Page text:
On Halloween morning, Carol Magee, the executive director of the Vineyard Open Land Foundation, gave me my first lesson in cranberry sorting. We stood in the newly renovated barn beside VOLF’s cranberry bog on Lambert’s Cove Road, and Carol rolled a cluster of cranberries gently under her hand.

“We’re looking for richly colored, perfectly round cranberries,” she said. “When you roll them like this, the light catches any dings on the berry. Berries with dings go in this box, ones that are too white go in that box, and squishy, rotten ones go in the box at the end,” she explained, pointing at three wooden crates at our feet. “We only put the perfect ones in this box, which I check again myself before we weigh, package, and sell them.” Carol was not kidding around about quality control.

Not just a side dish, local cranberries have a story of their own. — Emma Scudder

Laid out before us on a conveyer belt was a single layer of beautiful red cranberries that had been harvested earlier in the month from VOLF’s bog. The conservation organization has spent the last 10 years carefully restoring this bog, replanting vines, and harvesting and maintaining the site using only traditional methods and equipment.

The VOLF bog is the only commercial bog left on Martha’s Vineyard, and is unique not only on our Island but stands out in the cranberry industry overall. For one thing, the bog is certified organic, and has been since 2000. Only about one per cent of all cranberries grown in the U.S. and Canada are grown organically. VOLF also dry-harvests their berries so that they can be used as fresh fruit, rather than flooding the bog at harvest time to separate berries from the vines. Dry-harvesting, the traditional method of cranberry harvesting, is much more labor-intensive than wet harvesting, and is only done on about five per cent of the total cranberry crop. Wet-harvested berries are dried or processed for juice, sauce, or powder.

Perhaps most unique of all is VOLF’s success in selling their crop and fetching a high price for their harvest. Their berries sell for $10 per pound, and after seeing the incredibly detailed work that goes into sorting the berries — not to mention the careful, respectful way the bog is tended and harvested — this seems like an absolute steal. The funds VOLF raises from selling the cranberries also goes back into bog restoration and education efforts.

Meanwhile, cranberry growers elsewhere in Massachusetts, and across the country, are struggling to sell their harvest at a tiny fraction of this price. The average cost of producing conventionally-grown, wet-harvested cranberries in Massachusetts is roughly 39 cents per pound, but they are now selling at an average of only 32 cents per pound, and for as low as 15 cents per pound.

Growers are facing a classic over-supply problem. Between 2002 and 2013, U.S. production of cranberries went up 57 per cent. Canada went from producing almost no commercial cranberries in 1996 to three million barrels a year by 2012. Industry leaders were hopeful that new markets would open for cranberry products at home and abroad, but demand has not kept pace with the staggering increase in supply. As a result, the vast majority of last year’s cranberry crop grown in Massachusetts is being held in storage, even as a bountiful new crop is now being harvested. Many cranberry growers in our state, whose families have been growing cranberries in natural bogs for generations, are not sure that they can afford to keep growing in the years to come.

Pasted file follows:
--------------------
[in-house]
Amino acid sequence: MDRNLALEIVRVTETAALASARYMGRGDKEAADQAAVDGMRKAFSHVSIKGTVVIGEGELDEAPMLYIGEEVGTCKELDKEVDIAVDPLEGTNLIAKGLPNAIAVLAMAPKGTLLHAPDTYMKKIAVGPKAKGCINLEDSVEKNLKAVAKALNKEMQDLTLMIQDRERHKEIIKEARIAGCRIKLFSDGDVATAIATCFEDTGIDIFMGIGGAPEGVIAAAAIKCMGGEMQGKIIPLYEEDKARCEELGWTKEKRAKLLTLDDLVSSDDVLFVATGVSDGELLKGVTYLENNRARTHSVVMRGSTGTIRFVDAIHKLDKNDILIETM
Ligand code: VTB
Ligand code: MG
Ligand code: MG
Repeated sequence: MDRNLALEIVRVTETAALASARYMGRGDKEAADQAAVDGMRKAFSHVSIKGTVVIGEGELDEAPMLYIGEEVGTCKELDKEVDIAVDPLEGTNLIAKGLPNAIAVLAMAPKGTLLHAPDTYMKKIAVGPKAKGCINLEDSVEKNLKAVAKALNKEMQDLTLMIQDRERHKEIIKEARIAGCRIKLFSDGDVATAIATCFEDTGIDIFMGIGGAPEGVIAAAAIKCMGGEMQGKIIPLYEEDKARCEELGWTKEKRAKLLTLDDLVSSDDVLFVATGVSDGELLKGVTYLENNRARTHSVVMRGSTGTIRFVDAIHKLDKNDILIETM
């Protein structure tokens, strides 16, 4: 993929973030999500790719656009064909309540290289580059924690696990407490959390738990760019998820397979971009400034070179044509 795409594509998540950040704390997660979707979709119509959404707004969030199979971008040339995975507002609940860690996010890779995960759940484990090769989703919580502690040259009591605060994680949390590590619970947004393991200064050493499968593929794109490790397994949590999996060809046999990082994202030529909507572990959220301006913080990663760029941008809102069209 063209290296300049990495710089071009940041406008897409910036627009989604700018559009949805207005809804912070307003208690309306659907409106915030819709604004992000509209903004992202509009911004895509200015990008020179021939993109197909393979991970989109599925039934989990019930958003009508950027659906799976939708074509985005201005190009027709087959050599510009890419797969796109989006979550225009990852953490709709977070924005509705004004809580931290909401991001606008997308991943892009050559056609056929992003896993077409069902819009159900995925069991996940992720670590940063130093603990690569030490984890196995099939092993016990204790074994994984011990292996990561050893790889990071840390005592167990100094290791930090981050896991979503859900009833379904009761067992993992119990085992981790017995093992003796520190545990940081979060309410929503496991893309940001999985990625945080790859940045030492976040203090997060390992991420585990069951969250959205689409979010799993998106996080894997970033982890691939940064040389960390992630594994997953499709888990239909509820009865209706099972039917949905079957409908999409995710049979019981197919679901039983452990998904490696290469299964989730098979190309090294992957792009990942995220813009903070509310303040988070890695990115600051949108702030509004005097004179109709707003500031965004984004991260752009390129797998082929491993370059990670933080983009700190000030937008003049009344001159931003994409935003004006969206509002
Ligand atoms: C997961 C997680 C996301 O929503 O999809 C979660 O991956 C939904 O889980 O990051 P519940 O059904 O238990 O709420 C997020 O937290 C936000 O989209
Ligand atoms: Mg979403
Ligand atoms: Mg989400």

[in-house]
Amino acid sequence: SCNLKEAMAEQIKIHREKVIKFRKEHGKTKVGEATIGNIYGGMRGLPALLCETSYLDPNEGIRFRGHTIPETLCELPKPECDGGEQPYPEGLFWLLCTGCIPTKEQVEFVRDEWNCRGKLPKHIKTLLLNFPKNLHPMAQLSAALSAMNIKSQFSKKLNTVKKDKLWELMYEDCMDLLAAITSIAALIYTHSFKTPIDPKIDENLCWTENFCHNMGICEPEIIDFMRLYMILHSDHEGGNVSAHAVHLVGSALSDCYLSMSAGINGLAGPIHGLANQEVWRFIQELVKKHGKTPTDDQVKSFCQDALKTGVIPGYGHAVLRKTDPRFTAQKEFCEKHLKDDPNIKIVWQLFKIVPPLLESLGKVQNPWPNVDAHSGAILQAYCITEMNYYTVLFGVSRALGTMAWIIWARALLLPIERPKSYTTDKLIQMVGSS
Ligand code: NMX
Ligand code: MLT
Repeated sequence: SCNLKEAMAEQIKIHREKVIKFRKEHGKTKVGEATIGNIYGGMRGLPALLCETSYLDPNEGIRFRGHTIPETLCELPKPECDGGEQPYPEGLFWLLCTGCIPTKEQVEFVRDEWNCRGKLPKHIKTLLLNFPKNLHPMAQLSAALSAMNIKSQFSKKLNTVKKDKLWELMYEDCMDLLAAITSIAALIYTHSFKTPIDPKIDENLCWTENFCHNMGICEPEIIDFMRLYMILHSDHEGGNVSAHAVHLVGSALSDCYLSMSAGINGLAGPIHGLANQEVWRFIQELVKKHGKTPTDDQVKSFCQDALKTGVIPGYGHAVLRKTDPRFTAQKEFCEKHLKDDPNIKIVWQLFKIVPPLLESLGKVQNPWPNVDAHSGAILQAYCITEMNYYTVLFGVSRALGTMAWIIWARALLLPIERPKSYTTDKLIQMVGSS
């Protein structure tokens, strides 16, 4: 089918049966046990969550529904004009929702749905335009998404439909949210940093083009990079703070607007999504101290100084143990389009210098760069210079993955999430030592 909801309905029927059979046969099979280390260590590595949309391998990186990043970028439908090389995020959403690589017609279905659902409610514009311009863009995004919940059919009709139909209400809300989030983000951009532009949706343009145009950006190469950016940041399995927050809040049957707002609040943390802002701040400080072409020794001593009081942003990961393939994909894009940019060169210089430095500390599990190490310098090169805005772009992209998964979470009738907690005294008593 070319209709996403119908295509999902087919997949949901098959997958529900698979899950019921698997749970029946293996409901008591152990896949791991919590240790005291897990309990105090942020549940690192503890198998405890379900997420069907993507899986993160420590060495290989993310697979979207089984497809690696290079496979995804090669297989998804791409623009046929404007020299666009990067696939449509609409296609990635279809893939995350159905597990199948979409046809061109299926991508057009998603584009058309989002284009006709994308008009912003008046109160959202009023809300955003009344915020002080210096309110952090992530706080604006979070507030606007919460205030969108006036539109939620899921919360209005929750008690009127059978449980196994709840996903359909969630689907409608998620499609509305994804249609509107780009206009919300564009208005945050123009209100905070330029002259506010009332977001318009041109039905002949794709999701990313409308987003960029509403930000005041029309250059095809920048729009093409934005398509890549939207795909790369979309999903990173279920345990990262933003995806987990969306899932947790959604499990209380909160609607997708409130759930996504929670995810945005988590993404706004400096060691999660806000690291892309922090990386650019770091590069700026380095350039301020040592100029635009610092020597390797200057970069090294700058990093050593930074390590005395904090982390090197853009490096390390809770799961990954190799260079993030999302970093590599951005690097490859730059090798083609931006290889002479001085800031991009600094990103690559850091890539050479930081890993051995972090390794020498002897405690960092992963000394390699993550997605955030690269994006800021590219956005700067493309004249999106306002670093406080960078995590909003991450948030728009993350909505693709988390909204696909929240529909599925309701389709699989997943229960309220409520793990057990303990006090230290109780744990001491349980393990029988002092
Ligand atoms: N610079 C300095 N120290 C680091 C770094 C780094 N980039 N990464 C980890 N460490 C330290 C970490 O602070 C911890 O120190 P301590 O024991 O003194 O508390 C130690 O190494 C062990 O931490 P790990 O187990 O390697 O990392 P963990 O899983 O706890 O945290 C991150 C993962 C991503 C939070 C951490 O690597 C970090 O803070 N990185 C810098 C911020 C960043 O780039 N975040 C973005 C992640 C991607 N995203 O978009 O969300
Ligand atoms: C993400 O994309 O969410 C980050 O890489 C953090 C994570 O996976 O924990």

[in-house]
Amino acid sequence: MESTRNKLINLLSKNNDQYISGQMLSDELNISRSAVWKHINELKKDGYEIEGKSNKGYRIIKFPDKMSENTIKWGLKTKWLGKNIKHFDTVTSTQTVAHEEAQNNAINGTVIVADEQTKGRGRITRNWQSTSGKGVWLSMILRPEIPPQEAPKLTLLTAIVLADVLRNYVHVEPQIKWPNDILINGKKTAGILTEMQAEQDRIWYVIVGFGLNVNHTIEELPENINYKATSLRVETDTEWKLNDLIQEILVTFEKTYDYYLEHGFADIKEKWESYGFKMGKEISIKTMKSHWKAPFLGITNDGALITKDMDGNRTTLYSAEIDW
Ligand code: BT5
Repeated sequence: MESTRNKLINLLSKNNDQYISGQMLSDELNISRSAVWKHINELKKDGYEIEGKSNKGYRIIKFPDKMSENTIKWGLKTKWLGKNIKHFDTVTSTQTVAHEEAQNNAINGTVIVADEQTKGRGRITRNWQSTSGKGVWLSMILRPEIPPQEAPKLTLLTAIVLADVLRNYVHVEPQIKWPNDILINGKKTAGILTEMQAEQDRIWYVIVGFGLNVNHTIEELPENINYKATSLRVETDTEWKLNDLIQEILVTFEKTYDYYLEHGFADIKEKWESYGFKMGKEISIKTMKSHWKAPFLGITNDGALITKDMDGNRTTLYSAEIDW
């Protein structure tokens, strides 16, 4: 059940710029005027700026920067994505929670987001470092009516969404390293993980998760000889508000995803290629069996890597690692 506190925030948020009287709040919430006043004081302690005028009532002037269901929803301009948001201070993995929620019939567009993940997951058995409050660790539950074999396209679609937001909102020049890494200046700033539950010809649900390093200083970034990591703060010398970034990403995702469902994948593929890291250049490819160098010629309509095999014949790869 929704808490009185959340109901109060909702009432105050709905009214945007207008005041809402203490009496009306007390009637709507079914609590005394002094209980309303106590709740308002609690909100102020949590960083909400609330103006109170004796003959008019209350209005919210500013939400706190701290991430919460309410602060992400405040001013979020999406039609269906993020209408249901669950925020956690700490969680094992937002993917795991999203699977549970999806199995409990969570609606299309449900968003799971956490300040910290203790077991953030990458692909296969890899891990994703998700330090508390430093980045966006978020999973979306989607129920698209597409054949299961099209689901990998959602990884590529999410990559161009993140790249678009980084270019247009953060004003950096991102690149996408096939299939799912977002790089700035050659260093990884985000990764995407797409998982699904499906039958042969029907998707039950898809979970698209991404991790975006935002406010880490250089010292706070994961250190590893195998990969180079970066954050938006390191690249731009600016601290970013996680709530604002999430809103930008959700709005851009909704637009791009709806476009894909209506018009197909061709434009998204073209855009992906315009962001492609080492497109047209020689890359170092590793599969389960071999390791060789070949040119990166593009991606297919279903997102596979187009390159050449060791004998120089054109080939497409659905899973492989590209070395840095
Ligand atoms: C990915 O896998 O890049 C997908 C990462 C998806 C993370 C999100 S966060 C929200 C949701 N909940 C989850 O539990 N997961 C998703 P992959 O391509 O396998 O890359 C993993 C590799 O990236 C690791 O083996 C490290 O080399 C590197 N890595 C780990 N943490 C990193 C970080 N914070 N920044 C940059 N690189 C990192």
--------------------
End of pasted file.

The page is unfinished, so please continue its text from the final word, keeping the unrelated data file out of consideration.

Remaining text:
VOLF uses old wooden machines to harvest, winnow, and sort the cranberries. — Emma Scudder

While most commercial growers struggle, the VOLF bog is thriving, as cranberries have done on this Island for thousands of years. Cranberries have played an important role in Wampanoag culture for many, many generations. They have been and continue to be used by tribal members as a staple food, a fabric dye, and a healing agent. Cranberry Day remains one of the Wampanoag tribe’s most important holidays, bringing all ages together to harvest some of the cranberries that grow wild on 200 acres of tribal land on the Vineyard, and to tell stories, sing songs, and feast together to celebrate the cranberry and all it gives.

In October, Island Grown Schools chose the cranberry as our harvest of the month crop. We served taste tests of our featured cranberry relish recipe to over 2,000 Island students, teachers and school staff, and led many field trips to the VOLF bog. The students loved seeing the beautiful old wooden machines that the VOLF team uses to harvest, winnow and sort the berries, and got to practice sorting, as Carol taught me to do.

“In the past, we’ve harvested about 300 pounds a year,” she explained. “This year, we’re looking at a 1,000-pound harvest, now that the bog is more established and that we’ve found better ways of keeping deer out.” With growing demand from Island restaurants, caterers, school cafeterias and home cooks, she is hopeful that this year’s crop will sell out. “The whole buy-local movement on the Vineyard is really supporting this restoration effort — three years ago people weren’t buying like they are now,” she said.

While the cranberry industry focuses energy on trying to develop new markets in China and other countries that have not traditionally eaten cranberries, it may be up to local communities to support their local cranberry growers if the long tradition of cranberry production in Massachusetts is to persist. You can be part of protecting this heritage on the Vineyard by visiting and supporting the bog at VOLF, reading Jeanette Vanderhoop’s wonderful children’s book Cranberry Day, and by purchasing Massachusetts-grown whenever you buy cranberries.